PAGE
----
You Need a Plan to Mitigate Supply Chain Risks. But You Also Need a Platform.

A recent article over on Supply & Demand Chain Executive on Navigating a Supply Chain Management Toolkit noted that with a plan in place, organizations can quickly respond to any changes and help mitigate any supply chain risks.

Which is true, but how much of the risk they can mitigate is the question.

The article, which is very good and definitely worth reading (so check out the link), noted that problems arose as a result of COVID and disruptions since because many organizations use just-in-time inventory management (which we’ve already noted should have ended by now along with seasonality). The article also noted that the problems were often exacerbated by the fact that order processes were often not documented effectively and, in general, most organizations don’t spend the time and resources to really manage their supply chain. All of this is correct, as is the observation that these challenges can be alleviated with wholly embracing the tried-and-true methods for effective supply chain management because effective processes, measurements and accountability are … key to a supply chain that works for an organization.

But, on their own, not the key. Today, you also need a platform that enables the organization to:

  • quickly detect a risk event has occurred
  • quickly analyze the impact
  • quickly initiate any pre-defined mitigation plan
  • quickly implement new decisions and processes where the mitigation plan isn’t sufficient and doesn’t exist
  • monitor the impact of the risk event and the response in near real time

Otherwise, your process could be too slow, your measurements inaccessible and/or unrecorded, and your accountability (under audit) non existent.

For example, the article indicates you should start by getting a better grip on inventory management (which is correct, no product, no business for most companies), and that involves a self-assessment, forecast accuracy review, and inventory segmentation. All correct. But that doesn’t help you when all of a sudden there’s a fire in the factory, a strike at the port, or a strait/border closing. What do you do then?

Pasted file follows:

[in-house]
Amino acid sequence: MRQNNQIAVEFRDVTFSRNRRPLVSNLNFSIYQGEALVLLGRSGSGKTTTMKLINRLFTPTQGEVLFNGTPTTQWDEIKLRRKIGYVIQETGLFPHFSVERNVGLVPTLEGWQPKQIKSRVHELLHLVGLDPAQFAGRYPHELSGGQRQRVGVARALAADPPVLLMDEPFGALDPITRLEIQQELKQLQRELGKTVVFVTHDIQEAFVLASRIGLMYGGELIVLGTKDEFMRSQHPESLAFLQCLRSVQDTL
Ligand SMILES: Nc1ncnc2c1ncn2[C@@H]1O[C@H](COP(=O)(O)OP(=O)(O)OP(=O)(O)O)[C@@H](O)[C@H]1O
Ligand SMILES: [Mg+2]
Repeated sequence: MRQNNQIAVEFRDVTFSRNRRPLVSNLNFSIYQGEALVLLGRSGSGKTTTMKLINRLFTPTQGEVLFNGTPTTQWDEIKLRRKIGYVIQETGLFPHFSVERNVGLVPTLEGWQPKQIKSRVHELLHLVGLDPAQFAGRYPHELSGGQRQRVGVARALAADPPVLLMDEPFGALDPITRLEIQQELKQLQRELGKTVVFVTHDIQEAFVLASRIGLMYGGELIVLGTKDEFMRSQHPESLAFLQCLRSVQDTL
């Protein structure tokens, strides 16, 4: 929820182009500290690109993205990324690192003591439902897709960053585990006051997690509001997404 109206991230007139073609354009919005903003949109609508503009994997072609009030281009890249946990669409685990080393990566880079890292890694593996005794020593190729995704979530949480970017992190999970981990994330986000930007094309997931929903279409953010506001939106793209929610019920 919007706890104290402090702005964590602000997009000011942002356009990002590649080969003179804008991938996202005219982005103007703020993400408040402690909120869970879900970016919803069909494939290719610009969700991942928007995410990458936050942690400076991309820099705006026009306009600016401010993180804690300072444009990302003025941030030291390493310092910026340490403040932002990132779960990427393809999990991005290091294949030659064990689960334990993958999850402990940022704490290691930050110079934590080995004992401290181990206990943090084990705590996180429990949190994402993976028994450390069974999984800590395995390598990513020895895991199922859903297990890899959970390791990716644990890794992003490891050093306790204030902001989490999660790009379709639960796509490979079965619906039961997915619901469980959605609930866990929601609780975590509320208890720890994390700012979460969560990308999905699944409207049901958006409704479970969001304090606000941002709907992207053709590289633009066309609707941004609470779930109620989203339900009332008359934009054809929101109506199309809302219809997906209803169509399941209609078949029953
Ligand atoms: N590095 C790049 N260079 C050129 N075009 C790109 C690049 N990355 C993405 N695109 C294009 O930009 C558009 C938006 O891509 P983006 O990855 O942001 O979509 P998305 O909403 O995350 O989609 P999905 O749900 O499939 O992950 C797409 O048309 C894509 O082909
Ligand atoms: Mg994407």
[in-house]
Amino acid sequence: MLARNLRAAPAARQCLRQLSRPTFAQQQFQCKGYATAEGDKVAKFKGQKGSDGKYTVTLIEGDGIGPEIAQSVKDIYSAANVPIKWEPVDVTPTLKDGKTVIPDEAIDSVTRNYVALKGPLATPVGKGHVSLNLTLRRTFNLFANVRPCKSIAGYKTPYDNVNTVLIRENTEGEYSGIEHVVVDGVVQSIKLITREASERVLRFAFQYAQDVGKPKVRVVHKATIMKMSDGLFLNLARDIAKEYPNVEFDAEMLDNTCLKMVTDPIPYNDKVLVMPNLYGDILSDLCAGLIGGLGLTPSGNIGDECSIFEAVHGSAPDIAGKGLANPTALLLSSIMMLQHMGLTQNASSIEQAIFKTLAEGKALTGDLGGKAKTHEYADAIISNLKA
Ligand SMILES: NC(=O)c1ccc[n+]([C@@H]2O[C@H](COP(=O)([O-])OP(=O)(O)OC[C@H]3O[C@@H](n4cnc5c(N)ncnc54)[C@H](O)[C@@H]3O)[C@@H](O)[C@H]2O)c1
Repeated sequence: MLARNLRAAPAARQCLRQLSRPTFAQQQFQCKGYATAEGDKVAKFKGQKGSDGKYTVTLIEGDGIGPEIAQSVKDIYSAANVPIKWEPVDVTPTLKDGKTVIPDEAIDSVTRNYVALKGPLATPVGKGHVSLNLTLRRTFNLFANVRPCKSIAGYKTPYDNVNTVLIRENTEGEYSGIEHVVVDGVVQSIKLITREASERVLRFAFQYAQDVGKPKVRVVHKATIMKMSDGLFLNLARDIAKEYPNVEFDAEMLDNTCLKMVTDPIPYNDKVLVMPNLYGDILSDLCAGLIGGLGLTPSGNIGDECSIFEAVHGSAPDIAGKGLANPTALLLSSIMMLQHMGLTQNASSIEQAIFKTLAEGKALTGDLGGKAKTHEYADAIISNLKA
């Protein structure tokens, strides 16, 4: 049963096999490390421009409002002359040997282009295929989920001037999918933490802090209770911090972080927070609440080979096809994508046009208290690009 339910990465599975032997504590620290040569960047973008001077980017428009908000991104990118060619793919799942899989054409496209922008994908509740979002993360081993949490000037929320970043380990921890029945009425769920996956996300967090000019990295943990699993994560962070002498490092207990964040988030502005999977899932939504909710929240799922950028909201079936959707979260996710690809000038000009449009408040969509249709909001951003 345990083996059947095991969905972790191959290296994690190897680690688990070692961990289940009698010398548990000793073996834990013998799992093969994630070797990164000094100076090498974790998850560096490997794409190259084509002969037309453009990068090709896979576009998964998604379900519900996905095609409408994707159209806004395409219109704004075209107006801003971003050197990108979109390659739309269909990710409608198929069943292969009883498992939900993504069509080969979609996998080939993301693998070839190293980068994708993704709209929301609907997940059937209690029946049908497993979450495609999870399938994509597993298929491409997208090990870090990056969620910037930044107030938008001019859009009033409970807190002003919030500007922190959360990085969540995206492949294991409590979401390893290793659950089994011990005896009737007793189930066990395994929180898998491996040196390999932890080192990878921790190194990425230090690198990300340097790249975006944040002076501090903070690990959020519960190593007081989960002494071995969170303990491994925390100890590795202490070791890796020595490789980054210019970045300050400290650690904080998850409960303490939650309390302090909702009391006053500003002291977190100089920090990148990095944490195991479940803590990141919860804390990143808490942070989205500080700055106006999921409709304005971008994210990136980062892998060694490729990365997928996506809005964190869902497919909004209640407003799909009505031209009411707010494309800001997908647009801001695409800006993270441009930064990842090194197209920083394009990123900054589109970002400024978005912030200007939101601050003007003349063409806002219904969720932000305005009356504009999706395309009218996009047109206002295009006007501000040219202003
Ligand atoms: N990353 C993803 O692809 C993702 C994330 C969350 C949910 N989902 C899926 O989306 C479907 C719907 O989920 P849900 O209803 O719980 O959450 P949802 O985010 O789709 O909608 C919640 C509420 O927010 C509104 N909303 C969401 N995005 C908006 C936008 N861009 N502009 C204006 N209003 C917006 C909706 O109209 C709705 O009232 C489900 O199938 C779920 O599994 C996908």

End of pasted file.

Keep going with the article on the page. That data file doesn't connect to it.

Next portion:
It also tells you that you should focus on better supplier relations, which is also extremely important, and focus on vetting suppliers before you onboard them and then measuring them and computing the total cost of ownership of keeping them, which is also very important as suppliers should improve over time and costs should not inch up faster than inflation. It also mentions the importance of proper strategic sourcing (matrices) to get the right products from the right suppliers. Another definite. But fails to tell you what you do when all of a sudden a key supplier can’t deliver or becomes unavailable.

The answer here is you use all of your good relationships and data to immediately identify the next best supplier. If you were splitting award, you try to shift to the other supplier (if they can handle the volume — if you were doing an 80/20 split and the 80% supplier suddenly became unavailable indefinitely, the 20% might not be able to support you, or at least not for very long, and you will have to add a new supplier to the mix. If you were doing proper sourcing, and proper supplier vetting before including them in an event, then you already have potential suppliers — the runners up from your last event. A good platform will let you immediately identify them and immediately start another sourcing event to onboard a new supplier as fast as possible.

If you have a good logistics (sourcing) platform, and your primary carrier / route becomes unavailable, you may be able to identify another carrier / route that will get you the products on time, or at least be able to accelerate an order from a secondary source of supply while you wait for the first source through a lengthier route.

The point is, while you need great processes, measurements (to indicate if something is taking too long, such as an order acknowledgement or a delivery, which can be a sign of a potential risk event materializing), and accountability (to show you made efforts to detect and mitigate risks in a reasonable time frame), you can’t measure, execute processes, or provide unquestionable audit trails of accountability without a proper platform. Never forget that. (And for help, you can see our Source-to-Pay series which helps you to identify where to start with your acquisitions and what vendors you might need to look at.)

And again, remember to read the article on Navigating a Supply Chain Management Toolkit as it will help you understand the basic processes you need to put in place.